The design of the Marina coded ADO 28 was started by Roy Haynes who’s CV included the design of the popular Mk II Ford Cortina, however a disagreement over a common floor pan to share between models as espoused by Roy led to him quitting and Triumph Designer Harry Webster finishing the job by which time the intended Macpherson strut front suspension had been abandoned in favour of Morris Minor style tortion bars and a new gearbox design was abandoned in favour of an existing item from the Triumph parts bin.

Morris Marina, Atwell Wilson Museum, Calne

All in all the development costs of the conservative RWD concept Marina ended up exceeding those of the more radical FWD Allegro which was developed to be Austin’s competitor in the small family car market. Production facilities at Cowley had to be upgraded which included some comedy as an overpass was built so that the motors could be sent from a plant on the opposite side of a municipal road to the assembly plant, no sooner had the overpass been completed than the municipality offered to sell the road which British Leyland did not think twice to accept.

Morris Marina, Qwara, Malta

On a positive note the AMC Ambassador inspired vertical hinged door handles were a huge hit with Lotus founder Colin Chapman who specified them for use on the Lotus Elite, Eclat and Esprit models, Marina door handles were also adopted by Scimitar for the GTE shooting break while British Leyland used the same handles on the Triumph TR7/TR8, Austin Allegro and they eventually even found their way, finished in matt black, onto the Land Rover Discovery Series I.

Morris Marina, Cotswolds Classic Car Club, Frogsmill, Andoversford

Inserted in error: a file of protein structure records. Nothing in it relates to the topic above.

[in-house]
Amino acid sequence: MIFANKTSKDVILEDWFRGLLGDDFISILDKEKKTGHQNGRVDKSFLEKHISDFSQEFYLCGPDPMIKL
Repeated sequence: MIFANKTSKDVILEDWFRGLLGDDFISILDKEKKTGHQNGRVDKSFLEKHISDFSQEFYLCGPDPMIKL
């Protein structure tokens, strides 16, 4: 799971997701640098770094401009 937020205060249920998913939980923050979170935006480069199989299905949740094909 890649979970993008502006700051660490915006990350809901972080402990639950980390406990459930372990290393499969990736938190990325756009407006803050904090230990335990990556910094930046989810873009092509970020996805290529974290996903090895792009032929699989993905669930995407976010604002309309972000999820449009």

Marina cars were powered by a variety of motors most common of which for the UK market was a 57 hp 4 cylinder A series which did not do much for performance but kept the handling within safer limits than the heavier more powerful motors which promoted lane changing understeer / push which induced the odd brown trousers moment for some Marina pilots.

Morris Marina, Cotswolds Classic Car Club, Frogsmill, Andoversford

The Marinas seen here are in order top to bottom a ’72 Coupé at the Bristol Classic Car Show, Shepton Mallet, ’74 Twin Carburettor saloon sedan at the Atwell Wilson Museum, a Maltese 1500 saloon / sedan with after market alloy wheels and waist trim in Qwara, a ’79 Estate and ’72 Coupé both at the Cotswolds Classic Car Club meeting held at Frogsmill, Andoversford and below a saloon / sedan with an unusually straight rear bumper seen at last years Classics at the Castle, Sherborne.

Morris Marina, Classics at the Castle, Sherborne

Although much derided for almost every detail apart from the door handles the undemanding early 70’s British public lapped up Marina’s painted in tepid colours like Russet Brown, Harvest Gold, and Limeflower Green for the car to peak at second in the sales charts behind the Ford Cortina in 1973 and remain in the top 3 or 4 until 1980. Eventually over 897,000 Marina’s were sold in the UK of which 745 are thought to remain on British roads.

Thanks for joining me on this “Nice Door Handles” edition of “Gettin’ a li’l psycho on tyres” I hope you will join me again tomorrow. Don’t forget to come back now !